One of the cornerstones of zoning is property value protection. Given how often zoning related issues come up and the ordinance gets changed, it is difficult to keep up on the situation. When proposed zoning is in play, there are some formal notices including posting a sign at the property and sending out a notice to those within a certain few hundred feet.
1. Understand why the rezoning was needed.
2. Gauge how the proposed plan (which is assumed is in the picture if rezoning is on the table) will fit into the neighborhood. Details such as the property type, unit mix, height and size all help describe the developer’s vision.
3. How often will meetings be held to discuss the project. There are some mid and larger scale projects that require a series of meetings to get feedback from the neighbors.
4. When is the project slated for construction is another useful bit of information to know in case you had planned to do something of substance at your property including selling it.
You may hear up-zoning or down-zoning. Up-zoning give the property more or something maybe more height, a higher ratio to calculate a bigger building or add more permitted uses. A down-zoning is a reduction, something meant to curb the building’s potential size or the number of allowed uses.
During my career I saw rezoning from both perspectives. In Sausalito, the city was trying to curb the number of two-unit buildings that got purchase to convert to a single-family home. So they proposed changing the zoning which would limit the size of a dwelling in some neighborhoods.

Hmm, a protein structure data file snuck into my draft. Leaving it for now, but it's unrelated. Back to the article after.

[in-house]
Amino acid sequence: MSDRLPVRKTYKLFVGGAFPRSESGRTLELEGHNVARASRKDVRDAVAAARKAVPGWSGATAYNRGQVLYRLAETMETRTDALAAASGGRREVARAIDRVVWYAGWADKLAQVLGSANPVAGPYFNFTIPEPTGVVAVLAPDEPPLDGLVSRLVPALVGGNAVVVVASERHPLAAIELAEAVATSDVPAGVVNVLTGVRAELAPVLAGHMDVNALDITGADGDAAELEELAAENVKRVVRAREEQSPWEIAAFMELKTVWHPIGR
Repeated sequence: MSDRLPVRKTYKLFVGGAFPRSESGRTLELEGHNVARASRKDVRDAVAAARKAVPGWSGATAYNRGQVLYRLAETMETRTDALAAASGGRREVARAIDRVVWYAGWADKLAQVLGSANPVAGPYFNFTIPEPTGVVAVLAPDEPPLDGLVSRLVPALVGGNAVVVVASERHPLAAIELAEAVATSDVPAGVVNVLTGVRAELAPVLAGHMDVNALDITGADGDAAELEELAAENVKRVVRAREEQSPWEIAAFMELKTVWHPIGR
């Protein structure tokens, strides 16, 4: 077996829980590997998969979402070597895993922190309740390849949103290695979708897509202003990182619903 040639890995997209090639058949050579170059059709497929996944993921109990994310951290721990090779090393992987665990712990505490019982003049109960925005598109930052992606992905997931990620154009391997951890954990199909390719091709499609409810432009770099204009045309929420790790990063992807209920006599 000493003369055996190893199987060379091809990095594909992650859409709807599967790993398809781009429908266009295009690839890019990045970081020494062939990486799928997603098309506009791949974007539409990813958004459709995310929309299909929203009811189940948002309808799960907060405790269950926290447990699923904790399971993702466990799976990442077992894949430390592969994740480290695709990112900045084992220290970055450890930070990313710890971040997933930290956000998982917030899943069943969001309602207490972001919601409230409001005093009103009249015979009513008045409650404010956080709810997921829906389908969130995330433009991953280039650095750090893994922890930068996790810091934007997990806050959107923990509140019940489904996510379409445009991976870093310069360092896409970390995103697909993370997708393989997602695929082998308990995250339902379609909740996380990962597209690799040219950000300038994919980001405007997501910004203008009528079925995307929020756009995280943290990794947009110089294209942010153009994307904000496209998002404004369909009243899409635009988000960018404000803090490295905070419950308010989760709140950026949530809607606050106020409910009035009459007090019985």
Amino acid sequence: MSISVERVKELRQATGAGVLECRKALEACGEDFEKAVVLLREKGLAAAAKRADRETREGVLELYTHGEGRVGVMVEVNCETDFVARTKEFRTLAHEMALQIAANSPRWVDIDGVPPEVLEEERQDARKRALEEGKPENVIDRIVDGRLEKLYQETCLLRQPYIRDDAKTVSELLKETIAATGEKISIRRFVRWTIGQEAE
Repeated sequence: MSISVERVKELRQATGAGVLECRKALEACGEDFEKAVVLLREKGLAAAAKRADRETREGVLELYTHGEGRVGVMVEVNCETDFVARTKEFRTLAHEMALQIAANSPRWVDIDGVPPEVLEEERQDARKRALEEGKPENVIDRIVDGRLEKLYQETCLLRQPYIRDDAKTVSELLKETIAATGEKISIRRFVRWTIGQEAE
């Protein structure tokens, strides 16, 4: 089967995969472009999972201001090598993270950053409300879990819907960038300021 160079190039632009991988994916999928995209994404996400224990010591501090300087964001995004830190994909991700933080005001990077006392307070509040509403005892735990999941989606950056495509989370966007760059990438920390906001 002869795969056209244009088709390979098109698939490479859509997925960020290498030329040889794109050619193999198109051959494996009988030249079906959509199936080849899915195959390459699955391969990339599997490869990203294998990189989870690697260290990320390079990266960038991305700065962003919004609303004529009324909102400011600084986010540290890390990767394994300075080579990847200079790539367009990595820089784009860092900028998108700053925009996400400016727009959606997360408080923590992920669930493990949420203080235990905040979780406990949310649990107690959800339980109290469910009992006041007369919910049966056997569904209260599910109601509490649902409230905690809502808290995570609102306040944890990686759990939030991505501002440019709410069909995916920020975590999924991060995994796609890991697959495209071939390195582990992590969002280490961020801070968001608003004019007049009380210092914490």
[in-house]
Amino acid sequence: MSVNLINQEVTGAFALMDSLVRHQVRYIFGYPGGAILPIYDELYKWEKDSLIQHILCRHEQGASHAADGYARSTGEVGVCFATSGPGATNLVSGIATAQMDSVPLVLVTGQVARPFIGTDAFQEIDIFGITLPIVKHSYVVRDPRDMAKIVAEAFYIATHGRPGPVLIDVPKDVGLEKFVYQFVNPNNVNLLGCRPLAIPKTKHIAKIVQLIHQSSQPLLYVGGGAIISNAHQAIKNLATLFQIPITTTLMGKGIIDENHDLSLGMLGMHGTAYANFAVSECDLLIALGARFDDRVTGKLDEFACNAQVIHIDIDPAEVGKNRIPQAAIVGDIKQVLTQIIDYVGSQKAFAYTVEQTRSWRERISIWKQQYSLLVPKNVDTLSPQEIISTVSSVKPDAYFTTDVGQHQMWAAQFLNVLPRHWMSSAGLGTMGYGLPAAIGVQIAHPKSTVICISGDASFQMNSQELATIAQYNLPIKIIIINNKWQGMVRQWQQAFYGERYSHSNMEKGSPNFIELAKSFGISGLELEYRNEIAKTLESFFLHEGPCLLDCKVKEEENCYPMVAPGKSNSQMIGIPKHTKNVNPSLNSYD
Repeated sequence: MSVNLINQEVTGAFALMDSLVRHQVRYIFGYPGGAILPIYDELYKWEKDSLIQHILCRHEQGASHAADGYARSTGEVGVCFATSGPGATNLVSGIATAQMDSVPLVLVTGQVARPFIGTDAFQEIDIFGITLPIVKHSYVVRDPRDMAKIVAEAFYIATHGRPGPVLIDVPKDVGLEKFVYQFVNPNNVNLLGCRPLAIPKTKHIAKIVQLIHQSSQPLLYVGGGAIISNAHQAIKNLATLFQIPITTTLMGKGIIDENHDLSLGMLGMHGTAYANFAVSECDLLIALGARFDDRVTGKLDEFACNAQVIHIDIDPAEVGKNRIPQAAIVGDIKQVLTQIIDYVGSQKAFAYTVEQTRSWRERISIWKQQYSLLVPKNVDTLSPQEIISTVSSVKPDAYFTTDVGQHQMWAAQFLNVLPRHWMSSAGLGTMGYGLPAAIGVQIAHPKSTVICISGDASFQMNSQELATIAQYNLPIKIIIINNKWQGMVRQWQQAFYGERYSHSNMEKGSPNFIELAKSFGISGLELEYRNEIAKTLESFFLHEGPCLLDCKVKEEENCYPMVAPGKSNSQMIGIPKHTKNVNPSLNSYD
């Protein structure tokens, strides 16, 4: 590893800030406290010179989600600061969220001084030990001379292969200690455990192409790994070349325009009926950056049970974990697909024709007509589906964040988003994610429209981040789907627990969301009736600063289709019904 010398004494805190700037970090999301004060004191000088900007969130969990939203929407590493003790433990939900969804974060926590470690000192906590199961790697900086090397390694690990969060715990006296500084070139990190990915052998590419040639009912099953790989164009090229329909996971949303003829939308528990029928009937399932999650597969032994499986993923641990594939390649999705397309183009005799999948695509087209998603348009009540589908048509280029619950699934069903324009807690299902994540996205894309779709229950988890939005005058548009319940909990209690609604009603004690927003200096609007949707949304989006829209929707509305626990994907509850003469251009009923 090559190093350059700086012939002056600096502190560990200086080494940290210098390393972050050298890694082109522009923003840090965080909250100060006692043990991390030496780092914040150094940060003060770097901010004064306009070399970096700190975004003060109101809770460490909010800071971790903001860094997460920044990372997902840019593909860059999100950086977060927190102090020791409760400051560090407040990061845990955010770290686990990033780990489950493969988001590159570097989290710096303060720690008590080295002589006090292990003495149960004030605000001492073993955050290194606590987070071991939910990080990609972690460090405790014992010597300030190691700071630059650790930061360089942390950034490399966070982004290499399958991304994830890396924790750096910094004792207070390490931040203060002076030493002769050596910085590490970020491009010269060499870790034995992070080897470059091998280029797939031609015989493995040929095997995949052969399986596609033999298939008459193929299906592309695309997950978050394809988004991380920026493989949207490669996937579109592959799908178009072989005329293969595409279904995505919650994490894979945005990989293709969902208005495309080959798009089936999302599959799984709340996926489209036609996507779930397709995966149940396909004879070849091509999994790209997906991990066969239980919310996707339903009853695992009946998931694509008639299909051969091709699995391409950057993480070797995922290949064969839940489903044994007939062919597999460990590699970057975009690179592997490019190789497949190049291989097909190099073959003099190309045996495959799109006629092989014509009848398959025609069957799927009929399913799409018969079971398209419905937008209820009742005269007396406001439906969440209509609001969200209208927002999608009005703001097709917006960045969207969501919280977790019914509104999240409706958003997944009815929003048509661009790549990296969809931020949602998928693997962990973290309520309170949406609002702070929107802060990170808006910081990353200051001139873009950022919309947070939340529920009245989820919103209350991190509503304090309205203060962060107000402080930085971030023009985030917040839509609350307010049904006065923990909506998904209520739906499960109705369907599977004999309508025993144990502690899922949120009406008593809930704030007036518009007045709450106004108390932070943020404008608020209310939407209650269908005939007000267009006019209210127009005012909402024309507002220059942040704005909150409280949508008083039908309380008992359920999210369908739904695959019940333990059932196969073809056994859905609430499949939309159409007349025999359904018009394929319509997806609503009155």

At the extreme is a major up-zoning of a property I was valuing. The 20 year-old fast-food restaurant on a busy road, just off a freeway, had experience the “lottery” moment gifted during a rezoning of an area to up-zone to a high-density mixed-use building. The zoning change meant a 15-story mixed-use building could be there rather than this 1,800 square foot restaurant with drive-through window.
So how do you play it? In the case of the up-zoning, I recommended marketing the property for sale and structuring the deal to allow for the continued use of the fast-food restaurant as an interim use.
The market for mixed-use was very hot and financing was readily available. The city clearly wanted to encourage development at this location making it attractive to a developer to pay top dollar. Sadly, the franchisor wanted to ride the wave of future richness and didn’t sell. Values fell by nearly 50% in that area and while the rezoning of the property had increased it valuation, the demand for building was gone. In times of financial distress and down cycles in real estate, selling potential is never easy.
In the case of the down-zoning, people got wind of the proposed change and took the offensive, making it clear to the city that their quiet handling of the rezoning was not appreciated. Needless to say, the zoning change was not made.
It is important to stay abreast of what’s happening in your neighborhood. Open up those letters addressed from your local planning department as you never know if you’re about to open a “lottery” ticket or something quite different.